Crossword puzzles or pumping iron – what’s best for maintaining your marbles? – with Robyn Chuter – Part Two

As expected, the people assigned to the exercise-only group had dramatic improvements in their executive function.

Executive function describes the higher-level cognitive skills that we use to control and coordinate our other cognitive abilities and behaviours, in order to plan and carry out goal-oriented behaviour (which covers anything from getting dressed to planning a space mission); decline in executive function is a cardinal sign of dementia.

But contrary to their expectations, the exercise-only group actually did substantially better than the combined group which did resistance exercise training and cognitive exercises. At 6 months they were 60% better than the other group and at 18 months a whopping 74% better.

Resistance training also improved the proportion of people who achieved normal scores on a test of global cognitive function (overall thinking ability), whereas cognitive training had no effect.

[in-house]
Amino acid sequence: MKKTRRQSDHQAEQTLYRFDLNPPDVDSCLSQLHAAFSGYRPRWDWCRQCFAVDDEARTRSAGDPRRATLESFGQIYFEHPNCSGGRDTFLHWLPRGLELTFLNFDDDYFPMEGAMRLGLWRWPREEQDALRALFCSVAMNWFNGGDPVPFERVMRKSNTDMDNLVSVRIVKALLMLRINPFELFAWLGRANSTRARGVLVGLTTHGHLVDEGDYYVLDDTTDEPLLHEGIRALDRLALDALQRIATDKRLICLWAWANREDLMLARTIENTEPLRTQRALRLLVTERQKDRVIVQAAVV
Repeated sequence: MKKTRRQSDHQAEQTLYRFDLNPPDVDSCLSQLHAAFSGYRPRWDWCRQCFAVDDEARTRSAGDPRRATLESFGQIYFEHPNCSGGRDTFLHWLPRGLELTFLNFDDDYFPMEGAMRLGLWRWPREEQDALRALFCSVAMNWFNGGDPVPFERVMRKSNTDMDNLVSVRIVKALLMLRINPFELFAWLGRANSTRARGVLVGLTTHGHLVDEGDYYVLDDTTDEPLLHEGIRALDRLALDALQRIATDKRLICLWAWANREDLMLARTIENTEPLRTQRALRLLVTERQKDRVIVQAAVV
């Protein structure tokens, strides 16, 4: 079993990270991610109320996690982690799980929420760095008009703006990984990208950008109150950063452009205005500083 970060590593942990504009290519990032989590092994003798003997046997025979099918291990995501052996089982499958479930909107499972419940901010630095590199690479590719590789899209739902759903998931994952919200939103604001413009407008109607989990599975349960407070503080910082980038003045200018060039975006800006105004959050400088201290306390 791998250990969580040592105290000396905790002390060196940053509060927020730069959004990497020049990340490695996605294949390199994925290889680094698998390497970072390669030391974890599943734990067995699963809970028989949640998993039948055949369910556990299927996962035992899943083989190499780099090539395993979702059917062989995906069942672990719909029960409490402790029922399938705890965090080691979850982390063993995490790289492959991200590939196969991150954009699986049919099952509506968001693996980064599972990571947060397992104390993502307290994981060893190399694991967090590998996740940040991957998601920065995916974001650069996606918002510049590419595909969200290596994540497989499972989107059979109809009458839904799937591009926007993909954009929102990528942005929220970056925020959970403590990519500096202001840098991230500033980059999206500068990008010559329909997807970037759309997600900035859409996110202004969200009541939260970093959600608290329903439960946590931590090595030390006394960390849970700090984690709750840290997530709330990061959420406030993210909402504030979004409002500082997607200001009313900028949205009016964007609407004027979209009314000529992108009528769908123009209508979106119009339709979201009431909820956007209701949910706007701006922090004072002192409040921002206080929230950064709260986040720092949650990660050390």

The take-home message is that if you want to stave off both physical and mental decline as you get older, you need to work that body hard – those ‘gentle exercise for seniors’ classes just won’t cut it. Older women sometimes feel intimidated by the idea of resistance training. Small exercise studios run by exercise physiologists, or experienced personal trainers who have completed additional education in training older people, are ideal for those who’ve never pumped iron before. You may even be eligible for a Medicare referral to an exercise physiologist; ask your GP.

Remember that your resistance program needs to be challenging – if you can easily do 10 repetitions of an exercise, you’re not lifting a heavy enough weight – and progressive – as soon as an exercise starts to get easier, you switch to a heavier weight, and/or a more difficult variation of the exercise.

By the way, cardiovascular disease is a major risk factor for developing Alzheimers’ and vascular dementia, the two most common forms of dementia, and it’s highly probable that the same dietary factors that cause heart disease also contribute to brain disease. As the old saying goes, you can’t out-exercise a bad diet, so be sure to couple your resistance exercise program with a heart-healthy eating plan.

For more details read Robyn’s full article here.

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